PUBLISHED ON: 11 November 2011
Consuming adequate amounts of calcium is essential to maintaining strong and healthy bones. Through clever marketing, the dairy industry has convinced many of us that only by consuming lots of dairy products can we maintain healthy bones. Nutritionally speaking, this is not correct.
Dairy is not the only source of calcium. Many plant based foods and calcium fortified vegetarian products are good sources of absorbable calcium. Osteoporosis Australia recommends, amongst others, almonds, broccoli, cucumber, silverbeet, mustard cabbage, bok choy, celery, chick peas, dried figs and dried apricots, calcium set tofu, calcium fortified soy milk, breakfast cereals and fruit juices. In fact, Osteoporosis Australia lists firm tofu as the food with the highest calcium content per serve, 832 milligrams per cup (250 ml or 260g).
There are also some reasons why dairy may not be the healthiest source of calcium. This includes the high saturated fat content of many dairy products, which is a risk factor for heart disease. Another issue for a lot of people, particularly those of non-Northern European descent, is lactose intolerance. For them, eating or drinking dairy products causes problems like cramping, bloating, gas, and diarrhoea. These symptoms can range from mild to severe. 
Whilst the science is still out on how much calcium we exactly need for healthy bones and to avoid osteoporosis and what the optimal sources of calcium are , it is clear that calcium intake is only a part of the picture. For example, there are long-term studies which suggest that high calcium intake doesn't lower a person's risk for osteoporosis.  In large studies by Harvard University of male health professionals and female nurses, individuals who drank one glass of milk (or less) per week were at no greater risk of breaking a hip or forearm than were those who drank two or more glasses per week. [3, 4]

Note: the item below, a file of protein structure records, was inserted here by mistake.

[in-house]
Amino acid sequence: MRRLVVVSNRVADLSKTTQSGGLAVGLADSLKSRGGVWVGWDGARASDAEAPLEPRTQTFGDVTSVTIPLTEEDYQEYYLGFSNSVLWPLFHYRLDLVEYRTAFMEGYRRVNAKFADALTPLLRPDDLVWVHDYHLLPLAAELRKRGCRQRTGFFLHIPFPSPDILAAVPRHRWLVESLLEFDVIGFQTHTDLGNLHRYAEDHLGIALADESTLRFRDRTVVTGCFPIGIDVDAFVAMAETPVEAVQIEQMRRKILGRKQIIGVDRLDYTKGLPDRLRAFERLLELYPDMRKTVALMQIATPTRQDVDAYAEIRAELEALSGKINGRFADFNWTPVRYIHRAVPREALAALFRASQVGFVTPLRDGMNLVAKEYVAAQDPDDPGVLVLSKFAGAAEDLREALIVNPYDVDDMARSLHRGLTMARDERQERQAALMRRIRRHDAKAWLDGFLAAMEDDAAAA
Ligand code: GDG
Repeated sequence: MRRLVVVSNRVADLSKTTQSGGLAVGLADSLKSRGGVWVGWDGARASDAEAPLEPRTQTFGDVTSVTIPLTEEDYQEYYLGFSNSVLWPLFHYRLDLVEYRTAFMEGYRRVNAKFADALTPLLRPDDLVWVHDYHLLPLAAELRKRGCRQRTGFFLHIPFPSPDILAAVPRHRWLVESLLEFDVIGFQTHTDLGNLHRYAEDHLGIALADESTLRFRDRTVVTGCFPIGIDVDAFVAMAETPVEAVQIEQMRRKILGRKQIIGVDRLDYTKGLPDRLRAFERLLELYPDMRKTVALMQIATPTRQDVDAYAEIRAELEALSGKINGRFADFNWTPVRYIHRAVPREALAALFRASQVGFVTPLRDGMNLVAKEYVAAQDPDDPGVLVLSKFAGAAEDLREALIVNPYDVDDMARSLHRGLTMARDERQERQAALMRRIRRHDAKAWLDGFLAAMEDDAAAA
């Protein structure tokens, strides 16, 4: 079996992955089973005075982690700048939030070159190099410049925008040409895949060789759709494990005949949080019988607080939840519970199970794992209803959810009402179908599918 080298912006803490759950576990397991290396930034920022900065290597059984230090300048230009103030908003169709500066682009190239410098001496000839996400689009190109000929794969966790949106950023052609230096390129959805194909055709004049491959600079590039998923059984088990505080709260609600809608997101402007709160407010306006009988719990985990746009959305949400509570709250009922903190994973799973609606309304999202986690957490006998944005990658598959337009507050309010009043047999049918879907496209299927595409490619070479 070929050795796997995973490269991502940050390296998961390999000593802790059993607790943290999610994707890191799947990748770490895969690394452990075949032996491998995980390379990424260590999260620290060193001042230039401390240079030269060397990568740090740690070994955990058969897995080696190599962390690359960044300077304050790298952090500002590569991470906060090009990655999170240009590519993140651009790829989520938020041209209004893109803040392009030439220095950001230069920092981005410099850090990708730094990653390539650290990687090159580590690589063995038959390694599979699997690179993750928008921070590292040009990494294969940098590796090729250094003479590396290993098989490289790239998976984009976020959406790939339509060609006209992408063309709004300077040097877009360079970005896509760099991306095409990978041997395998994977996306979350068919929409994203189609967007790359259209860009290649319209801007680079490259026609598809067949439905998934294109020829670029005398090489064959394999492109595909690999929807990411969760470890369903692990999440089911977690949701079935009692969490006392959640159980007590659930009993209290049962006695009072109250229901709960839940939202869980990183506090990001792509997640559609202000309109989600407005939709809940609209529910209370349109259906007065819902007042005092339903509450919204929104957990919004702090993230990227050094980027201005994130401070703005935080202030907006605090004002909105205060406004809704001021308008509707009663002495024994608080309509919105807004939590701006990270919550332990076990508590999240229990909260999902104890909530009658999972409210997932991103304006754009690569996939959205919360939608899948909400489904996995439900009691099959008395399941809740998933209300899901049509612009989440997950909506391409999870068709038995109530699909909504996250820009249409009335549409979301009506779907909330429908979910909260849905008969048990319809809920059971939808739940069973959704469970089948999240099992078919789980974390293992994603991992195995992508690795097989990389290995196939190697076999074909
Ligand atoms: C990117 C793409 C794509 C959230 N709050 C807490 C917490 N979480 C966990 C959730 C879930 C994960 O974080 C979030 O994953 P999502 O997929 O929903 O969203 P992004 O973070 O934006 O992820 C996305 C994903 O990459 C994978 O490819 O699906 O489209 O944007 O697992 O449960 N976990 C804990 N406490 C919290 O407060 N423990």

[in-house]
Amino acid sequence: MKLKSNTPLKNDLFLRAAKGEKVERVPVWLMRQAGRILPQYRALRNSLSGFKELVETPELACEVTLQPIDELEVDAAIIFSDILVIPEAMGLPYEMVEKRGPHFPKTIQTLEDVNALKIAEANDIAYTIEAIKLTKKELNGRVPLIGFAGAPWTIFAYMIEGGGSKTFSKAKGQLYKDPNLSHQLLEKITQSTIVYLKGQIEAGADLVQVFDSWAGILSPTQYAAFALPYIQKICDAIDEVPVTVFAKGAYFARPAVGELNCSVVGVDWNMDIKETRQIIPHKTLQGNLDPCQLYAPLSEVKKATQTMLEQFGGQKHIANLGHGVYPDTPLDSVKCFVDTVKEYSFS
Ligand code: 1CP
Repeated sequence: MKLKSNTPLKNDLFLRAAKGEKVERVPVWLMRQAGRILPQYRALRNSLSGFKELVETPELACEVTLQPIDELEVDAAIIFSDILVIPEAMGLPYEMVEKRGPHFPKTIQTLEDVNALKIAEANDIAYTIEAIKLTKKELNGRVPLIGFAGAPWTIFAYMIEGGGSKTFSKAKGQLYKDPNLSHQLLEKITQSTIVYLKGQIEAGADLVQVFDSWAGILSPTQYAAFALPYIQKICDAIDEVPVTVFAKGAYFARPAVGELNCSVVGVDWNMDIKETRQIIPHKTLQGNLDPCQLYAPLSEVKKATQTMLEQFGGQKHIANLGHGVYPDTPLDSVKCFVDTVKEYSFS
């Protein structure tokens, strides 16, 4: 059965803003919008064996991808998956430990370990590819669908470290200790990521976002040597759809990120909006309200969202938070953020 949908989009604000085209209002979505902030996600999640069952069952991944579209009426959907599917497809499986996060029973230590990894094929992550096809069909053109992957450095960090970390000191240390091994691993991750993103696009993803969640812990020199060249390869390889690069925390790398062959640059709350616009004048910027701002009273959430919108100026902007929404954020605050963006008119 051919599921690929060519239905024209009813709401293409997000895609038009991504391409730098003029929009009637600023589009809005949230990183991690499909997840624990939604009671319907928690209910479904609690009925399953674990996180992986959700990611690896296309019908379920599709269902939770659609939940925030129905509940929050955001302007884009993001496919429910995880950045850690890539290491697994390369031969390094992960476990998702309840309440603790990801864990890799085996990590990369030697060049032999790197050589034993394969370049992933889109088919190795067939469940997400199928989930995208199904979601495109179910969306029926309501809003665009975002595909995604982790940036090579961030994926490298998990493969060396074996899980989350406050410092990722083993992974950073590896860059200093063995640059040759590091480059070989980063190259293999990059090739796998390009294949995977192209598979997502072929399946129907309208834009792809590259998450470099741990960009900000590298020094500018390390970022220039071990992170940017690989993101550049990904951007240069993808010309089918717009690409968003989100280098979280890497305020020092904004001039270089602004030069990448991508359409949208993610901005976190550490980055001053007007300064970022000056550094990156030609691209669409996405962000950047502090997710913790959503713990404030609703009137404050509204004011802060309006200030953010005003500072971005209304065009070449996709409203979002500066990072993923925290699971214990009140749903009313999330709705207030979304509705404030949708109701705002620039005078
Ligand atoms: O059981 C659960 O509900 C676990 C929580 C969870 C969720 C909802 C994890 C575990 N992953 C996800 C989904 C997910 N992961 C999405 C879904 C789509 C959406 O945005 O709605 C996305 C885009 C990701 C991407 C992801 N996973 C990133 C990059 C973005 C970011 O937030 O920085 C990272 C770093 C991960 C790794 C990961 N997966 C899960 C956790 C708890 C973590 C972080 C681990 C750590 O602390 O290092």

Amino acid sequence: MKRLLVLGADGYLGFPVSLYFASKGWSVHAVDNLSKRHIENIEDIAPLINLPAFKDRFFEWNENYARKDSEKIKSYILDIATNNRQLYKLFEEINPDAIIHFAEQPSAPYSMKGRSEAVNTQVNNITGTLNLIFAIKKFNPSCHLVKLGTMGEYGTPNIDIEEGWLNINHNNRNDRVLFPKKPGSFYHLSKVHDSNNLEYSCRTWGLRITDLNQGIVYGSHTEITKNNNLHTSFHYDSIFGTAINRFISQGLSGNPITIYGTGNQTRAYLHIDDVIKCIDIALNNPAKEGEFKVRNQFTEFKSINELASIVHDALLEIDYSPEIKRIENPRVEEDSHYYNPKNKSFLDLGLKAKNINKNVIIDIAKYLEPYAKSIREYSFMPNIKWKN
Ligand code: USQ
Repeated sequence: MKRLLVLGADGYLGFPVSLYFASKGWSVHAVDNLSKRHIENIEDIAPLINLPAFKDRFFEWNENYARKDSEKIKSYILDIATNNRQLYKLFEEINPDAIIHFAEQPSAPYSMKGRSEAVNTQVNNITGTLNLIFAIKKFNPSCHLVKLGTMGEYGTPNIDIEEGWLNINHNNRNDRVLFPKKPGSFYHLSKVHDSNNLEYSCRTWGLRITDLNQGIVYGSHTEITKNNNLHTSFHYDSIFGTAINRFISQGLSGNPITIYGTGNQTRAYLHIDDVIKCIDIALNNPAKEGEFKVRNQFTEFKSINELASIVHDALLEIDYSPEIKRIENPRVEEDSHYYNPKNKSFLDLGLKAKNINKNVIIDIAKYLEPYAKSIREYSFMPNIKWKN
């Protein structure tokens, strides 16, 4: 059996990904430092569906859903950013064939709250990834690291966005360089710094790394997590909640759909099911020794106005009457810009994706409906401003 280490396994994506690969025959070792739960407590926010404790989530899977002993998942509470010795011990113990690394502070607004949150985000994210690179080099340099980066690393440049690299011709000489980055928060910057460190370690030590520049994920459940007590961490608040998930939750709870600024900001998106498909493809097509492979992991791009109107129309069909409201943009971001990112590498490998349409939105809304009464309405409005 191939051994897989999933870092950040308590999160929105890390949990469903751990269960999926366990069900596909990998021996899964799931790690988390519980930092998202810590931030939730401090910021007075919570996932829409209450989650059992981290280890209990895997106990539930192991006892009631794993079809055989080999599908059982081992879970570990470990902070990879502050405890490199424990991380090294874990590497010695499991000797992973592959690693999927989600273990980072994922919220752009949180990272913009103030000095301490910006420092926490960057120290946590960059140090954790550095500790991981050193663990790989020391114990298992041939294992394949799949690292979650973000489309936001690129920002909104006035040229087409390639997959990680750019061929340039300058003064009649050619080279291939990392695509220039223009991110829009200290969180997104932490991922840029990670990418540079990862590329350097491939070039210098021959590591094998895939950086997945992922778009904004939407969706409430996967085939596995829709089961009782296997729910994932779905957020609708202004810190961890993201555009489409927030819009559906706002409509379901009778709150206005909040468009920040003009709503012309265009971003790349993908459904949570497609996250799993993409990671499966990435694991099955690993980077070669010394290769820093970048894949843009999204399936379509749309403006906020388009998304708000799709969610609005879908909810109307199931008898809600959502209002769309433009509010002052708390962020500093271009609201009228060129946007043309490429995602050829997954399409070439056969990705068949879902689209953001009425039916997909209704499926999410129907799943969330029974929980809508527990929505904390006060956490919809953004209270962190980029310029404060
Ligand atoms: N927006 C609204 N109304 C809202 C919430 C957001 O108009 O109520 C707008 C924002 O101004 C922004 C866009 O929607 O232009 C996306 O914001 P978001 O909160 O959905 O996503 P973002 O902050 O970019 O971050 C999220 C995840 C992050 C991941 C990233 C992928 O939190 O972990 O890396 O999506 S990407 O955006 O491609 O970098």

There are other important lifestyle factors that can limit the amount of bone loss in adulthood and therefore help preventing osteoporosis, these include: getting regular exercise (especially weight-bearing and muscle strengthening exercise), getting adequate vitamin D, consuming enough vitamin K (found in green, leafy vegetables), not getting too much preformed vitamin A and limiting the intake of caffeine and cola. 
So when you next hear a dairy advertisement tell you that you need calcium for healthy bones, and that dairy contains calcium — think about what they aren't telling you: that there are alternatives that may not only be healthier for you, but also kinder to cows and calves.
Food for thought.
 Calcium: Consumer guide Osteoporosis Australia
 Calcium and milk: what's best for your bones and health? Harvard School of Public Health
 Owusu W, Willett WC, Feskanich D, Ascherio A, Spiegelman D, Colditz GA. "Calcium intake and the incidence of forearm and hip fractures among men", J Nutr. 1997; 127:1782-87.
 Feskanich D, Willett WC, Stampfer MJ, Colditz GA. "Milk, dietary calcium, and bone fractures in women: a 12-year prospective study", Am J Public Health. 1997; 87:992-97.